Swizz Beats
Talent Agent(s)
Universal Music Group
Other No Other parties on file
Short Description Plaintiff gave a compilation demo tape to Defendant record producer, and subsequently heard songs on the radio that he believed to be substantially similar to his own. Defendant sued Swizz Beats, Eve, Rough Ryders Entertainment, and numerous others. As is common with "demo tape plaintiffs," the court rendered judgment for Defendants. - [This entry is not yet complete or has not been edited/checked.]


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13. Ripples & Waves vs. Jackson 5
Highest Court S.D. Indiana
Year Ended 2004
Plaintiffs Ripples and Waves
Defendants Individual(s)
Jackson 5/The Jacksons
Jackson, Michael
Motown Records
Universal Music Group
Other No Other parties on file
Short Description The Jackson 5 were sued by members of a former Gary-Chicago-area group called Ripples and Waves after the 5 named a retrospective "Ripples and Waves," in which they claimed in liner notes to have been named 'Ripples and Waves' in their early days. The court held that, while such misidentifications can indeed form the basis for trademark claims, the circumstances of this case militate against such a finding. It would be ridiculous to say that using the name as an album title, even combined with the incorrect identification in the booklet, could have any negative impact on a local group defunct for over fifteen years as of this trial. Personal jurisdiction was denied as to Michael Jackson, and Defendants' motion to dismiss Plaintiffs' claims against the remaining parties was granted; however, Plaintiff was given an opportunity to cure its complaint to state a valid cause of action (though not against Michael). - LSW


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14. Paramedic Hurt By Durst's Goading
Highest Court Court of Appeals of Michigan
Year Ended 2004
Plaintiffs Medical Professional(s)
Defendants Business Entity of Artist(s)
Limp Bizkit
Music Promoter(s)
Music Proprietor(s)
Security Service(s)
Other No Other parties on file
Short Description In a somewhat awkward decision (in our opinion) the Michigan court of appeals held Limp Bizkit owed no duty to a paramedic who'd been intentionally kicked in the head by one of Bizkit's fans, after lead singer Fred What's-His-Name invited audience members on stage during the performance. Relying on previous decisions relating to mosh pits at heavy metal concerts (see "Rock Fans Hurt by "Sod-Throwing"), the court held the band had no duty to anticipate the intentional acts of third parties. Interestingly, Bizkit was well known for inciting riots, particularly at Woodstock '99, when their song "Break Stuff" purportedly caused the melee that likely put an end to further entries in the "Woodstock" franchise. The court here held that Bizkit's duty (as with the promoters/proprietors/etc.) is limited to expediting their response to such activities, not preventing them. Judgment for Defendants, unfortunately. - LSW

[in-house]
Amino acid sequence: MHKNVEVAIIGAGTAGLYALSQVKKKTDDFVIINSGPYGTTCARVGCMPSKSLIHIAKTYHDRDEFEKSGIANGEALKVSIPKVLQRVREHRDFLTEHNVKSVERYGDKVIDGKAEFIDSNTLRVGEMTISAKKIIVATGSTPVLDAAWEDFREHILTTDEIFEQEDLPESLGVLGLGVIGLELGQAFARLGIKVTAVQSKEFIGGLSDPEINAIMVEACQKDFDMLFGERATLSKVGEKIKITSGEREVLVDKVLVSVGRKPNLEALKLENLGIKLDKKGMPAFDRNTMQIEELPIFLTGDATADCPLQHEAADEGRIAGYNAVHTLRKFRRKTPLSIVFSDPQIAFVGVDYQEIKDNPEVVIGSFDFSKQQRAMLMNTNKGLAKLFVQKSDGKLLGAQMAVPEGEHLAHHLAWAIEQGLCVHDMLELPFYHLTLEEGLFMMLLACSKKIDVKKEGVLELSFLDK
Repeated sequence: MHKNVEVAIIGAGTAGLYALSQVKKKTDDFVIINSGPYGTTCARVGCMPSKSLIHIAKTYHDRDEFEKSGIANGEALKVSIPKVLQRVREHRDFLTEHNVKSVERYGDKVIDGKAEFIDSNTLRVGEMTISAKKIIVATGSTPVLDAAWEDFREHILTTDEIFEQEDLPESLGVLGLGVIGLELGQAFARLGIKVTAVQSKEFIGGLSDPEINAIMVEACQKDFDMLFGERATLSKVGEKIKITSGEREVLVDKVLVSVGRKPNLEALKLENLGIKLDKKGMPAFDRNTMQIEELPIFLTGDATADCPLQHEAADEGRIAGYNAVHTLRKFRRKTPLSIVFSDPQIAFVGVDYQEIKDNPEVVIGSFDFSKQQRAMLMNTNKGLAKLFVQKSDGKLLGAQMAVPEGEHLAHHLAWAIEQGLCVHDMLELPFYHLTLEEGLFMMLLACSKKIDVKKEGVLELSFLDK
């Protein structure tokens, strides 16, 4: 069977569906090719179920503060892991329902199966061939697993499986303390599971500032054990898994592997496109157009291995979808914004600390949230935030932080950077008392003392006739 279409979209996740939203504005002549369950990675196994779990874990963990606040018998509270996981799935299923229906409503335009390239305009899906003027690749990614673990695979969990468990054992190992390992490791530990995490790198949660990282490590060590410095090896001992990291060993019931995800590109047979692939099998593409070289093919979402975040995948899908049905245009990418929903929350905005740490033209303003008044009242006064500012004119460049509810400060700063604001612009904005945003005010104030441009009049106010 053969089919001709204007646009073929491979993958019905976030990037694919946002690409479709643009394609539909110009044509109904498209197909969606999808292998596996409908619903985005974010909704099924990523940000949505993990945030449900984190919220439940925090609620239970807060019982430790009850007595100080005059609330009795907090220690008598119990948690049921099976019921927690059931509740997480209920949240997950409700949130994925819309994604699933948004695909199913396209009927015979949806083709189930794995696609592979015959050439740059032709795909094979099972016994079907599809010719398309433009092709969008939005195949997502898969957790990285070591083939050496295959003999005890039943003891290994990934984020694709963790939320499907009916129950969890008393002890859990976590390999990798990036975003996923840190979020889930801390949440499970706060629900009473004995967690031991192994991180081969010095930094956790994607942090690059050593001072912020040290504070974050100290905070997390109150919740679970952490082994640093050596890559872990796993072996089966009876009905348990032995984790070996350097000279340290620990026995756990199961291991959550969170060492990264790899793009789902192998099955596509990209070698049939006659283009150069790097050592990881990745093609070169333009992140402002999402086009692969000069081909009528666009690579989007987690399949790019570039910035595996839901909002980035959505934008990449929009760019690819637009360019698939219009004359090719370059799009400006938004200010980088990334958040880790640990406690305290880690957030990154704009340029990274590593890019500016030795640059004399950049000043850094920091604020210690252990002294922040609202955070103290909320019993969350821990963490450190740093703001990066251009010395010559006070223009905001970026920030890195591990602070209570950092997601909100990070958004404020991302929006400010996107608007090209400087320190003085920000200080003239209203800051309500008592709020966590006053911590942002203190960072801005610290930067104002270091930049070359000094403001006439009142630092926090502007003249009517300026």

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15. Who Owns Manson Concert?
Highest Court C.D. California
Year Ended 2004
Plaintiffs Eagle Rock Entertainment
Marilyn Manson
Defendants Film Distributor(s)
Film Producer(s)
Other No Other parties on file
Short Description Copyright dispute over who owns the rights to a Manson performance aired on Pay-Per-View, intended for DVD release. Judgment for Manson. - [This entry is not yet complete or has not been edited/checked.]


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16. Outkast Offends Rosa Parks (II)
Highest Court E.D. Michigan
Year Ended 2004
Plaintiffs Parks, Rosa
Defendants Borders Group, Inc.
Individual(s)
Music Producer(s)
Music Retailer(s)
Video Producer(s)
Other Outkast
Short Description Related case to "Outkast Offends Rosa Parks (I)," Parks appears to have sued some other people who had almost nothing to do with the song, and the case was dismissed. - [This entry is not yet complete or has not been edited/checked.]


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17. Rap Manager Defamed By Promoter
Highest Court Court of Common Pleas of Pennsylvania
Year Ended 2004
Plaintiffs Music Manager(s)
Defendants Clear Channel
Individual(s)
Music Promoter(s)
Radio Station(s)
Other Prophets of the Ghetto
Spellbound